After all of the hype, the opening episode of The World God Only Knows left me pretty deeply disappointed - it looked pretty average visually, and even worse it introduced its premise and characters in a decidedly dull and run-of-the-mill way.
I suppose the advantage of such a lacklustre beginning means that things can only get better, and despite the ultra-clichéd plot twist (if you can even deign to call it that) of Elsie turning up in Keima's class under the pretence of being his sister things do thankfully take a turn for the better as this instalment develops. If nothing else, we actually get some humour worthy of the name as Elsie's story to Keima's mother to get herself integrated into the family's home goes horribly, horribly wrong. Things aren't exactly going better for her in regard to Keima though, who refuses to see her as a sister for numerous reasons, some of which are vaguely sensible while others are clearly demands which have come from the world of the dating sim.
Eventually though, Keima realises that logically speaking he has no choice but to accept Elsie's role for now, and similarly he has little option but to help her in tidying up the area's Loose Souls to free himself from his contract. It doesn't take long until we meet the next subject of Keima's "skills" - A girl named Mio Aoyama, your typical spoiled rich kid from a wealthy family... or is she? While Keima's theories about how easy it should be to crack her outer shell and make her fall in love with him are quickly (and violently) shot down, it soon becomes clear that Mio's personal circumstances are very different indeed from those she assumes in the presence of others. What that means for Keima's strategy is, of course, left for the next episode...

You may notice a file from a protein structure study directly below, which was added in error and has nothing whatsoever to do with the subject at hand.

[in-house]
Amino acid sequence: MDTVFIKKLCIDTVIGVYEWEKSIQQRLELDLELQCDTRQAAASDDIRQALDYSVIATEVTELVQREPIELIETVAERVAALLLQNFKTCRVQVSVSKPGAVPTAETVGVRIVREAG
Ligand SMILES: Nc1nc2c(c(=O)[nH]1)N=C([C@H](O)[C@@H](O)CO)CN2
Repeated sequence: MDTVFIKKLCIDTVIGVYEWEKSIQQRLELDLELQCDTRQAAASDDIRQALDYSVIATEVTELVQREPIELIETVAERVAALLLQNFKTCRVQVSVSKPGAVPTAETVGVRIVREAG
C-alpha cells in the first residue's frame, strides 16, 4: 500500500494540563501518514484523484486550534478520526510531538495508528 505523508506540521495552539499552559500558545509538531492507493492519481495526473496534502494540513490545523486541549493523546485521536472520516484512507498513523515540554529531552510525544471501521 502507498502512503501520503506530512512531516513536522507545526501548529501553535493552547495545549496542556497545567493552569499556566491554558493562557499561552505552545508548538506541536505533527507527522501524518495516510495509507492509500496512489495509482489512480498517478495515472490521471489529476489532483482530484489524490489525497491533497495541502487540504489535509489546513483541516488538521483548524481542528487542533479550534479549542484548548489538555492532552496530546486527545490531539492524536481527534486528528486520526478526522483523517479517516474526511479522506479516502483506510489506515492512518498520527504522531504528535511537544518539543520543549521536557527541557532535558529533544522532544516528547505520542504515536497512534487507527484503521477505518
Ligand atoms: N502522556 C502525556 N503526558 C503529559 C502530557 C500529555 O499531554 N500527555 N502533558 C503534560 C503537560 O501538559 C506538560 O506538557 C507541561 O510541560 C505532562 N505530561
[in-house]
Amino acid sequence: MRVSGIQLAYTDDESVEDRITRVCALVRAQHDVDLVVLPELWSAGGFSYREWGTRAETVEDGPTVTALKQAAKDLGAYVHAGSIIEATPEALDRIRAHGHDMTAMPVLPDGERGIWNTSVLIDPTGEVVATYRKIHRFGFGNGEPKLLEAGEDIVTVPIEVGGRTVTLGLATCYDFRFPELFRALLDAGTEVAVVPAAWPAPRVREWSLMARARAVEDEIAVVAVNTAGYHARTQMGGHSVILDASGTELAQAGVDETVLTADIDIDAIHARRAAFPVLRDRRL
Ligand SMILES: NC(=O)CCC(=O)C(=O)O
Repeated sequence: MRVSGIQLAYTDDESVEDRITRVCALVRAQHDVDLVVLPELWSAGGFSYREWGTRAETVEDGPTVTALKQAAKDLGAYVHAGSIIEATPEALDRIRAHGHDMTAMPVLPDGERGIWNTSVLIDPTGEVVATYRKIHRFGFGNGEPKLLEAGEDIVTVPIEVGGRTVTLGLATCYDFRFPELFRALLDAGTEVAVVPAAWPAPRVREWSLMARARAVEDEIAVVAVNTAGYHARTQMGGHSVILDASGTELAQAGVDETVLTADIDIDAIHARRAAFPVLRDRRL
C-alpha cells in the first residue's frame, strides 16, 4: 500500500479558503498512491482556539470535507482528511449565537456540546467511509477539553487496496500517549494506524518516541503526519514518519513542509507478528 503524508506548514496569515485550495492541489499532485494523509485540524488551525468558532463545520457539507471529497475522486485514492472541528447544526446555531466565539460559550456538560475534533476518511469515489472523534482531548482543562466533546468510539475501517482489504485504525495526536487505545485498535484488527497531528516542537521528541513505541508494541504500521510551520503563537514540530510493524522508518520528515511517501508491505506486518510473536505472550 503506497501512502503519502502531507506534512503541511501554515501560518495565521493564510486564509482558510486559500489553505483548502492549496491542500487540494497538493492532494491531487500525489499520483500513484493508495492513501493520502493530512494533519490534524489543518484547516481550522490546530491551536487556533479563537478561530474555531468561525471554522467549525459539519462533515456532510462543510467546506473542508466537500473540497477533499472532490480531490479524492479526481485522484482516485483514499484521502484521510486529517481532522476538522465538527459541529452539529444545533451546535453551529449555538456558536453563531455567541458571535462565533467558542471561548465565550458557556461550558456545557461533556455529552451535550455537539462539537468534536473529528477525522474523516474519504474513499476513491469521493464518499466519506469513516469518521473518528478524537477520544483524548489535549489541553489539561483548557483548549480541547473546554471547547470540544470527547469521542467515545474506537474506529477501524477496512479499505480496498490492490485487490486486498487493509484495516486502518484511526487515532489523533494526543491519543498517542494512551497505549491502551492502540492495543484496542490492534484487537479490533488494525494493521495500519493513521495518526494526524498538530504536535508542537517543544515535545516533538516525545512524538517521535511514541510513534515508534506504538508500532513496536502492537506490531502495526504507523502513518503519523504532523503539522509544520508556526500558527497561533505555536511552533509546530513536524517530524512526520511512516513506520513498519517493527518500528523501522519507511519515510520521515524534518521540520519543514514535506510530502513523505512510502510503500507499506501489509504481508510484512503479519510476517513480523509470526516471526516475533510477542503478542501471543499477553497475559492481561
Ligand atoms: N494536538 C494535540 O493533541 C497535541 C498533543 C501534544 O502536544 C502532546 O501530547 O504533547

At last, after being left cold by last week's opener, I can finally see a little of why The World God Only Knows in anime form has been so hotly anticipated. Although it does still tend to take the path of least resistance far too often when it comes to rolling out the clichés or opportunities to impress the viewer with fan service alone, this instalment also proved to be much sharper in the humour department, landing a few decent gags and scenes which worked very well indeed. What's more, Mio is looking like a far more interesting character for Keima to pit his wits against than Ayumi last week, complete with a twist to the tale that succeeds in bringing that additional interest to the table. I'm still not completely won over by this series, but at least it's now showing some of its potential for all to see.